by Steven Doyle
This past weekend a large contingent of Dallas industry folks made their way south to San Antonio for the 3rd annual San Antonio Cocktail Conference. We will explore the various aspects of that adventure in next few days, and also share some of our extraneous treks off the River Walk, and deeper into the local’s eye view of what can make a glorious weekend in the Alamo City.
One of our favorite dining experiences was a superb brunch with the very delightful Katie McKee, the manager of a King William neighborhood restaurant, Liberty Bar. Ms. McKee was brimming with incredible tales of San Antonio history, especially when it came to the restaurant which is owned by Dwight Hobart. The first incarnation of Liberty bar was set in the historic Pearl District in a building owned by brewmaster Fritz Boehler, and built over 120 years ago. There, Boehler lived with his family on the second floor, and sold groceries below next to his bar, Liberty Schooner Saloon.
In 2009 Hobart moved his restaurant which features interesting local fare and cocktails to a building on Alamo Street that was once the St. Scholastica Convent. It is evident that Hobart enjoys a good challenge, and quickly updated the building into this interesting four level (the nuns added a basement) structure with kitchens on each floor, and a whole host of bars, windy staircases, custom furnishings and secret labyrinths. On our tour through out the building McKee mentioned there would most likely be a rooftop garden and possibly beehives installed. That would complete the love, to be sure.
As for the cuisine. it is mostly local, or at least sourced very nearby. Most everything is made in house, including pastry and the lovely loaves of bread that arrive table side steaming hot. The menu is an exercise in quirk and circumstance with a heavy San Antonio influence, as you would not only expect, but pray for. You will enjoy the hoja santo wrapped grilled chicken, which most assuredly smacks slightly of the essence of absinthe which the leaves permeate.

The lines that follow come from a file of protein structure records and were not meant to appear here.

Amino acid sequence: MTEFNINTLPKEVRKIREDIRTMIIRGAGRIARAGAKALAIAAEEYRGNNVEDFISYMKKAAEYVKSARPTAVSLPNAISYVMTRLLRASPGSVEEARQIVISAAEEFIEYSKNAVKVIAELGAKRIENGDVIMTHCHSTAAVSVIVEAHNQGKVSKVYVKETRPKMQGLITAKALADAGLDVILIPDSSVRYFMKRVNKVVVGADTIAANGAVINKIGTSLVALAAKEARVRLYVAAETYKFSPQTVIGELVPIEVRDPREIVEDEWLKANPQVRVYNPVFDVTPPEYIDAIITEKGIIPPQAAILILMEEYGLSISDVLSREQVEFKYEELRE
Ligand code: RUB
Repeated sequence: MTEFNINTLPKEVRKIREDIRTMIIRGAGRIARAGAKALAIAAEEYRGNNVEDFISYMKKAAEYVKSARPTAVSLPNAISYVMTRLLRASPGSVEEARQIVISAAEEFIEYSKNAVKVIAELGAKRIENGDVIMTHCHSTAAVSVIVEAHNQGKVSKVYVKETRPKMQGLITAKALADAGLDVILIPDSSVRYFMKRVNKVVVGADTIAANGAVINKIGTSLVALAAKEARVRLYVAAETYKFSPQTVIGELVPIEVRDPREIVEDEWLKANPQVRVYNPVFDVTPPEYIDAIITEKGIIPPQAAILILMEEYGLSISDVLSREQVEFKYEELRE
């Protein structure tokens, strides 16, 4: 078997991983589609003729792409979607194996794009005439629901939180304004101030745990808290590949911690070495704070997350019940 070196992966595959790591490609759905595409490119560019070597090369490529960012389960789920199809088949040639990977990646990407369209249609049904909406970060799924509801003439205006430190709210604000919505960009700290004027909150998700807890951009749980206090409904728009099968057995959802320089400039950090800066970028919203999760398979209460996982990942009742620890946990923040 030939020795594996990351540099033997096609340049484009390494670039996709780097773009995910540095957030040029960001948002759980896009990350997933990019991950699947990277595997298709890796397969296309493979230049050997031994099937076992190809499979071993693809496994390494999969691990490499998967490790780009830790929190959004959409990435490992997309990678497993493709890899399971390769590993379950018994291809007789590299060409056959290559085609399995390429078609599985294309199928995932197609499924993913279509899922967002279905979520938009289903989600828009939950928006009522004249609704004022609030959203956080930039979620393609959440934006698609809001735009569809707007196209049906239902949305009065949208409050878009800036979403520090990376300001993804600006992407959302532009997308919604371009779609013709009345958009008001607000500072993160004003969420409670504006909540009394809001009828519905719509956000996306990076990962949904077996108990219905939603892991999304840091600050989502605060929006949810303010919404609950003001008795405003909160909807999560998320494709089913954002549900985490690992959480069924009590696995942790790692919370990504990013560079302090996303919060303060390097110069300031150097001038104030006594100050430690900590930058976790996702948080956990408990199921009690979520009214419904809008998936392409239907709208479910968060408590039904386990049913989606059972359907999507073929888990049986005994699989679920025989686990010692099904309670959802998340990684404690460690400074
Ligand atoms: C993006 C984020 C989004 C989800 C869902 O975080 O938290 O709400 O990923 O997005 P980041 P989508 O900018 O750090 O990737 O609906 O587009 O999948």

We enjoyed a plateful of quail slathered in a heaven sent house-made green mole. Somedays it is earthen red, but all days it is geared from a handwritten recipe that includes most items found in the kitchen, as any good mole should. Delicious.
For brunch you will wish to start your morning with the eye opening Brazilian Fazenda Pantano coffee, an Austin favorite. Please taste a mimosa made from freshly squeezed juices.
You will also want to enjoy a wide selection of sausages made by Broken Arrow Ranch, including a savory venison or wild boar version. The lamb patty sausage is a must try.
goat cheese with garlic, chile morita and piloncillo sauce
The creamy 48-hour baked French toast
Geranium cream with blackberry sauce and house-made shortbread
Although our table enjoyed a wide variety of brunch items, the breathy huzzahs came from a single plated double egg sandwich with a pile of extra thick cut bacon wedged between equally as thick slices of house-made bread. However, an appetizer portion of the haunting goat cheese with garlic, chile morita and piloncillo sauce had us reeling. Even those who did not enjoy goat cheese waxed on about the intense beauty of the the dish. A must try for anyone even remotely in the vicinity of San Antonio.
The genteel experience of the Liberty Bar set in the King William Historic District will quickly fade any notion of the over-the-top carnival atmosphere that the River has waiting for anyone visiting the city of San Antonio. There are some pretty fantastic restaurants waiting on the banks, but for a true local experience, divert and enjoy the Liberty Bar.Liberty Bar | 1111 S. Alamo, San Antonio | 210.227.1187
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